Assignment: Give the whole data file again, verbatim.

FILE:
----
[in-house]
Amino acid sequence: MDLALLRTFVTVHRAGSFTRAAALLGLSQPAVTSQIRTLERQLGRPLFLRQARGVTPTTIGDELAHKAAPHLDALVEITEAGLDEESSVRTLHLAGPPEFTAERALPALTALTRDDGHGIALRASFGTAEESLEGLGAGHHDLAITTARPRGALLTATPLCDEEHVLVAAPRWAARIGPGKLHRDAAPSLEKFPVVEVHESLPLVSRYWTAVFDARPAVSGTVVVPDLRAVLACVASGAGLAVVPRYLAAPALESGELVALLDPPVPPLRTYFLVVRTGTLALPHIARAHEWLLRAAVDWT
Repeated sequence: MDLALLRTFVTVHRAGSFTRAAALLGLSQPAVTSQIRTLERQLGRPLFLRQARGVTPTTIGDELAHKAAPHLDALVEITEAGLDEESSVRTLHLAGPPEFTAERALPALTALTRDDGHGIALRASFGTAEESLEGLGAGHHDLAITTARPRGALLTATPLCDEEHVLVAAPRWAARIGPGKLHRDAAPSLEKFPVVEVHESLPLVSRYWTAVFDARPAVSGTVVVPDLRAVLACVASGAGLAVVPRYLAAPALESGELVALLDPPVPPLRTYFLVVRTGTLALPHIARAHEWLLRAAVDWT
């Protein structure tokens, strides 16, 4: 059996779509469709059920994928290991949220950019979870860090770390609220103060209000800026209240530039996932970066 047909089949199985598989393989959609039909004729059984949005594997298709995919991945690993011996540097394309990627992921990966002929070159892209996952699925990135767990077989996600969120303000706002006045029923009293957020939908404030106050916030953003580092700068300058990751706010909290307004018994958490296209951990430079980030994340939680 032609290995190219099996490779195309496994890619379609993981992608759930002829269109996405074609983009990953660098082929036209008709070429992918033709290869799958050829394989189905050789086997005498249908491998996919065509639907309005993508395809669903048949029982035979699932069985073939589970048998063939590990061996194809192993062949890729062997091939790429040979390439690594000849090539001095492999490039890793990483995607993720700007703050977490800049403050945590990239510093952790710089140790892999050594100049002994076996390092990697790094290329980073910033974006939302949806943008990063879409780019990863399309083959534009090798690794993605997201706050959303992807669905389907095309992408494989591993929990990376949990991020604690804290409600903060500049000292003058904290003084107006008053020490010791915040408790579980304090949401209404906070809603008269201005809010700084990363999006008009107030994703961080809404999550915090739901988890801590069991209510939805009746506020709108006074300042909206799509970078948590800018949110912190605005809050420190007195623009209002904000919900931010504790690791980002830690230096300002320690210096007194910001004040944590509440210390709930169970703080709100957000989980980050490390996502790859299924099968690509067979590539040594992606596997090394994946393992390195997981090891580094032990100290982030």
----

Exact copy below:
[in-house]
Amino acid sequence: MDLALLRTFVTVHRAGSFTRAAALLGLSQPAVTSQIRTLERQLGRPLFLRQARGVTPTTIGDELAHKAAPHLDALVEITEAGLDEESSVRTLHLAGPPEFTAERALPALTALTRDDGHGIALRASFGTAEESLEGLGAGHHDLAITTARPRGALLTATPLCDEEHVLVAAPRWAARIGPGKLHRDAAPSLEKFPVVEVHESLPLVSRYWTAVFDARPAVSGTVVVPDLRAVLACVASGAGLAVVPRYLAAPALESGELVALLDPPVPPLRTYFLVVRTGTLALPHIARAHEWLLRAAVDWT
Repeated sequence: MDLALLRTFVTVHRAGSFTRAAALLGLSQPAVTSQIRTLERQLGRPLFLRQARGVTPTTIGDELAHKAAPHLDALVEITEAGLDEESSVRTLHLAGPPEFTAERALPALTALTRDDGHGIALRASFGTAEESLEGLGAGHHDLAITTARPRGALLTATPLCDEEHVLVAAPRWAARIGPGKLHRDAAPSLEKFPVVEVHESLPLVSRYWTAVFDARPAVSGTVVVPDLRAVLACVASGAGLAVVPRYLAAPALESGELVALLDPPVPPLRTYFLVVRTGTLALPHIARAHEWLLRAAVDWT
């Protein structure tokens, strides 16, 4: 059996779509469709059920994928290991949220950019979870860090770390609220103060209000800026209240530039996932970066 047909089949199985598989393989959609039909004729059984949005594997298709995919991945690993011996540097394309990627992921990966002929070159892209996952699925990135767990077989996600969120303000706002006045029923009293957020939908404030106050916030953003580092700068300058990751706010909290307004018994958490296209951990430079980030994340939680 032609290995190219099996490779195309496994890619379609993981992608759930002829269109996405074609983009990953660098082929036209008709070429992918033709290869799958050829394989189905050789086997005498249908491998996919065509639907309005993508395809669903048949029982035979699932069985073939589970048998063939590990061996194809192993062949890729062997091939790429040979390439690594000849090539001095492999490039890793990483995607993720700007703050977490800049403050945590990239510093952790710089140790892999050594100049002994076996390092990697790094290329980073910033974006939302949806943008990063879409780019990863399309083959534009090798690794993605997201706050959303992807669905389907095309992408494989591993929990990376949990991020604690804290409600903060500049000292003058904290003084107006008053020490010791915040408790579980304090949401209404906070809603008269201005809010700084990363999006008009107030994703961080809404999550915090739901988890801590069991209510939805009746506020709108006074300042909206799509970078948590800018949110912190605005809050420190007195623009209002904000919900931010504790690791980002830690230096300002320690210096007194910001004040944590509440210390709930169970703080709100957000989980980050490390996502790859299924099968690509067979590539040594992606596997090394994946393992390195997981090891580094032990100290982030």